As for Thomas? As his career wound down, he began consulting with Katy Meassick, the Browns’ nutritionist, who began educating him on healthier habits. They came up with a post-retirement plan, which Thomas describes as “low-carb or keto diet, with intermittent fasting.” He added swimming and biking as cardio, along with yoga.

Thomas, too, had to recondition his brain to stop eating when he was full. Throughout his football career, he had taught his subconscious to go beyond that point and keep stuffing his face with family-size McDonald’s orders and sugary drinks. It’s a new kind of discipline. Now every Monday, Thomas and his wife, Annie, will try to fast for 24 hours. Because of his previous line of work, it’s not such a hard transition.

“As an offensive lineman, you just do the grunt work forever and you do the crap nobody wants to do — our position is the Mushroom Club. We’re used to being s— on a truck in a dark room, and everyone expects us to go out and perform for no glory whatsoever,” Thomas said.

“And you almost miss that misery. It’s almost a weird thing to say, but getting into the fasting world and trying to discipline yourself and do something that is hard, in a weird, sick way, [that’s something] I think a lot of offensive linemen get.”

Published at Mon, 06 Jul 2020 13:43:11 +0000

Washington Redskins’ nickname has been under fire for decades

Washington Redskins’ nickname has been under fire for decades

The Washington Redskins‘ nickname has been mired in controversy for decades.

Former team owner Jack Kent Cooke said in 1988: “There is not a single, solitary jot, tittle, whit chance in the world” that the Redskins change their nickname. “I like the name, and it’s not a derogatory name.”

A few years later, protesters picketed against the nickname at the Super Bowl following the 1991 season.

The issue faded in both instances, but every so often, it comes up again. The arc is similar each time: an initial wave of support for a name change, the Redskins holding firm and, finally, waning attention to the issue.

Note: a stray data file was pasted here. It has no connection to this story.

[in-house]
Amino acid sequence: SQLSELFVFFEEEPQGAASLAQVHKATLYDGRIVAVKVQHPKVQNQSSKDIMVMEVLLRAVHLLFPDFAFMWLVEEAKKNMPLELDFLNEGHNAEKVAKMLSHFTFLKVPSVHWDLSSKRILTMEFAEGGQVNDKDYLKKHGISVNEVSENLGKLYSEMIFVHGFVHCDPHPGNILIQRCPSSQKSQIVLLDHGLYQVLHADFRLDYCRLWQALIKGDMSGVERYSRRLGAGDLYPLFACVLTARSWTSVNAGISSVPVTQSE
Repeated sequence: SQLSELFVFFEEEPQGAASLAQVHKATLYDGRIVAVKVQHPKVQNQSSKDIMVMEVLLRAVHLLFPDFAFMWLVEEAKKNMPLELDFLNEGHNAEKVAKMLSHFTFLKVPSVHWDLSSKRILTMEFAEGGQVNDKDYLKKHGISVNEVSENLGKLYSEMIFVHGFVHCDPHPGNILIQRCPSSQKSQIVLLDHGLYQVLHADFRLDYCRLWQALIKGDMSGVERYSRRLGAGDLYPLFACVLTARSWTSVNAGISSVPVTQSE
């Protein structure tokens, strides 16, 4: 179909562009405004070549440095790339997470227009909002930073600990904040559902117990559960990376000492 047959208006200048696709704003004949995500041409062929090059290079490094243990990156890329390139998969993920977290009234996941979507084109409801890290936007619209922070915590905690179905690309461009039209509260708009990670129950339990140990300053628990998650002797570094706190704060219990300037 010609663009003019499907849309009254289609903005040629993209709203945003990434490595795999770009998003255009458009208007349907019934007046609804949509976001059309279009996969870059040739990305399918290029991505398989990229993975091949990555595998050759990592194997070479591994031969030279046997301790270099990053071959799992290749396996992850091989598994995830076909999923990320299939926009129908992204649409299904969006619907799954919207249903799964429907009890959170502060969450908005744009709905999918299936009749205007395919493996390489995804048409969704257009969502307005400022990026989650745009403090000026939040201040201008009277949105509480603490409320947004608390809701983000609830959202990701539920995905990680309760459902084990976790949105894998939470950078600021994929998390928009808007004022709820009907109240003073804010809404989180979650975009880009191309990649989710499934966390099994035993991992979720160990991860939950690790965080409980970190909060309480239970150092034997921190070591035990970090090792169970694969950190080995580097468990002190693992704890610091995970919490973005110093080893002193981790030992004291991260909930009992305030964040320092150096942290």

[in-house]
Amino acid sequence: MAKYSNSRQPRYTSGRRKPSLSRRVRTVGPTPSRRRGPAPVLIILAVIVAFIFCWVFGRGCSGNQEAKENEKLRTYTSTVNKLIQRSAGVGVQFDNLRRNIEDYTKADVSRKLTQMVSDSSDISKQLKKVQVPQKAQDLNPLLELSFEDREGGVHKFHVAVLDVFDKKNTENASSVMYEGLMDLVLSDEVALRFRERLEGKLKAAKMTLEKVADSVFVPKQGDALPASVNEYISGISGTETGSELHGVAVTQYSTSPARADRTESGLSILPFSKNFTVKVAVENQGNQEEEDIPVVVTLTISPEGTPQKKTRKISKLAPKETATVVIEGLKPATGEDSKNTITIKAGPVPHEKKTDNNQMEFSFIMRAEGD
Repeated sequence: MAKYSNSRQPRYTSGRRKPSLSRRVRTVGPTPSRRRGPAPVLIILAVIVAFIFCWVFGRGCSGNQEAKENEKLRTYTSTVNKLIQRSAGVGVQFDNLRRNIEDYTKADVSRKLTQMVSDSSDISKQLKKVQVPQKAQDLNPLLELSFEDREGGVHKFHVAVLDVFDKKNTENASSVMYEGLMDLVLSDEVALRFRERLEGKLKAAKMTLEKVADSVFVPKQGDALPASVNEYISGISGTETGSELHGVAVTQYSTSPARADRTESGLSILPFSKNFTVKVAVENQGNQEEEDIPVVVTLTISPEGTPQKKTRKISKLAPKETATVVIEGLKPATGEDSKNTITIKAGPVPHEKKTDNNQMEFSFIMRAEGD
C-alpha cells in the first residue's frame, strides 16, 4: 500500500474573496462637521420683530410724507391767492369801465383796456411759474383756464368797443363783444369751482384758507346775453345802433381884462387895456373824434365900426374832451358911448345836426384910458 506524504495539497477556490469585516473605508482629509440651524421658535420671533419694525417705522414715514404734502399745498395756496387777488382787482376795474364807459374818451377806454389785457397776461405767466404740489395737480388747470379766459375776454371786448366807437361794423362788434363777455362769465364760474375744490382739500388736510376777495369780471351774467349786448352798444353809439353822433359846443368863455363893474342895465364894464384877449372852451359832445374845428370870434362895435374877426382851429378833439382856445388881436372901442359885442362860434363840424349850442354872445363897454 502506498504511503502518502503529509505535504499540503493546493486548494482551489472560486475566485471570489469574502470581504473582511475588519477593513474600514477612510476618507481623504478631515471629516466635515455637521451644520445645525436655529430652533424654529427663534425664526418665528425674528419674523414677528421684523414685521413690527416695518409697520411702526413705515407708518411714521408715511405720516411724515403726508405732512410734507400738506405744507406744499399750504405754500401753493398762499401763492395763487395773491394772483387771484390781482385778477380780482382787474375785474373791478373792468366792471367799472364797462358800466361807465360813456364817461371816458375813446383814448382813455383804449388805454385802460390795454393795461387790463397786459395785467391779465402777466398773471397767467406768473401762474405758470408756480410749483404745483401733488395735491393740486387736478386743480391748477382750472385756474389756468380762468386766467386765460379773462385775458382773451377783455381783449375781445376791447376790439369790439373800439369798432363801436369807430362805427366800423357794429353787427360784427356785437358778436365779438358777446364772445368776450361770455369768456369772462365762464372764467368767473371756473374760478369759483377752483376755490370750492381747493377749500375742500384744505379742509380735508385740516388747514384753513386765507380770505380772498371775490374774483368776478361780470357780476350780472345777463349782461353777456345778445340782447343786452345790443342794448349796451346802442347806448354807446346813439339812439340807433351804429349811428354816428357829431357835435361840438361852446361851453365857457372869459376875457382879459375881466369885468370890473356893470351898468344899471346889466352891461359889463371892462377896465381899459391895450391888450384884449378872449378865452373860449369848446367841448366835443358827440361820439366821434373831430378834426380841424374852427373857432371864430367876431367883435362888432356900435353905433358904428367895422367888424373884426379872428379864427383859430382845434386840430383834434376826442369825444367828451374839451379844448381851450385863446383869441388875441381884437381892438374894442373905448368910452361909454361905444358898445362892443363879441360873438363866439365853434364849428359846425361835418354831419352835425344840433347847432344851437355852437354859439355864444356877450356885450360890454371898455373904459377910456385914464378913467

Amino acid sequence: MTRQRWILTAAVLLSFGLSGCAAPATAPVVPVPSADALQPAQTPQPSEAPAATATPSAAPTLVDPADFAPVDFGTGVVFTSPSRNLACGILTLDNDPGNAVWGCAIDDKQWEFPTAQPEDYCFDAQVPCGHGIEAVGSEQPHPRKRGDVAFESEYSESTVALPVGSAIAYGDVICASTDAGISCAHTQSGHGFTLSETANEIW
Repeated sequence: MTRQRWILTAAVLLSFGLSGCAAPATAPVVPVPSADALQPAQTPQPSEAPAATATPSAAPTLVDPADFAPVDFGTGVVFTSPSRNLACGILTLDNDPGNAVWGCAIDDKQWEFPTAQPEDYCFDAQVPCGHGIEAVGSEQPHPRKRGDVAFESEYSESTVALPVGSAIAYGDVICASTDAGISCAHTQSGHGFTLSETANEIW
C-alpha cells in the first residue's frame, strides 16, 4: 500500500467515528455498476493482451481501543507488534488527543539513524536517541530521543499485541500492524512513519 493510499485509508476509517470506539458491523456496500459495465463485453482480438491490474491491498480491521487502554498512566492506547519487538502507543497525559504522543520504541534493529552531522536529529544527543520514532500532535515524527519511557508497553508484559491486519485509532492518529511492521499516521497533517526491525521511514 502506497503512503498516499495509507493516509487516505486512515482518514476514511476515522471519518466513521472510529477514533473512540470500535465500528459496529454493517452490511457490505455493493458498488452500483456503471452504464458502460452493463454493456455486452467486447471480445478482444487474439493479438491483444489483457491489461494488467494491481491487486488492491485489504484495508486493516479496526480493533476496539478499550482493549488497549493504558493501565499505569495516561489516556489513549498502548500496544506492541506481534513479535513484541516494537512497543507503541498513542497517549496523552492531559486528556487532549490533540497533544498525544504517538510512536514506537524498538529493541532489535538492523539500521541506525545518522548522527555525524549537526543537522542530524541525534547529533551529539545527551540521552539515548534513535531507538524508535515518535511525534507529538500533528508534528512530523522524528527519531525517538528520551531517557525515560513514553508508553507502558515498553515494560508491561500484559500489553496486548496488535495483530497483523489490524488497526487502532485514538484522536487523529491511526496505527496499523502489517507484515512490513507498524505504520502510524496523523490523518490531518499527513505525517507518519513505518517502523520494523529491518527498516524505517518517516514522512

Then came George Floyd’s death on May 25 at the hands of Minneapolis police. The protests that followed led to monuments being felled, the Mississippi state flag’s retirement and countless other changes throughout the nation.

Washington’s NFL team might become part of that change. The team put out a statement Friday saying it is going to “undergo a thorough review of the team name.” That marks the first time under Dan Snyder, who has owned the team since 1999, that the franchise has gone to this extent.

Here’s a look at some of the challenges to the Redskins’ nickname during Snyder’s tenure:

Aug. 11, 2006: Suit challenges Redskins’ trademark

Amanda Blackhorse became the lead plaintiff in a lawsuit that challenged the trademark of Washington’s nickname, saying it disparaged Native Americans. It was the second time that Blackhorse was part of a suit challenging a trademark that protected the Redskins’ name. The first one, decided in 2005, was unsuccessful.

May 9, 2013: ‘You can use caps’

Snyder’s strongest comment on the name happened during the 2013 offseason, as focus returned to the topic, perhaps spurred by more winning. Washington was coming off a 10-6 season under rookie quarterback Robert Griffin III.

During an interview with USA Today, Snyder said, “We’ll never change the name. It’s that simple. NEVER — you can use caps.”

Sept. 15, 2013: Protests last the season

The Oneida Indian Nation kicked off a season-long protest campaign when Washington played at the Green Bay Packers. The group protested at every road game that season. Perhaps the biggest protest occurred in Minnesota before a game vs. the Vikings, when hundreds of protesters marched the streets to the stadium.

Several days before the Packers game, Brandon Stevens, an Oneida Nation official, told the Milwaukee-Wisconsin Journal-Sentinel: “The warrior image is not the image we want to be portrayed.”

Oct. 5, 2013: President Obama weighs in

President Barack Obama stopped short of saying that the name should be changed. But he became the latest politician to discuss the matter.

He told The Associated Press: “If I were the owner of the team and I knew that there was a name of my team — even if it had a storied history — that was offending a sizable group of people, I’d think about changing it.”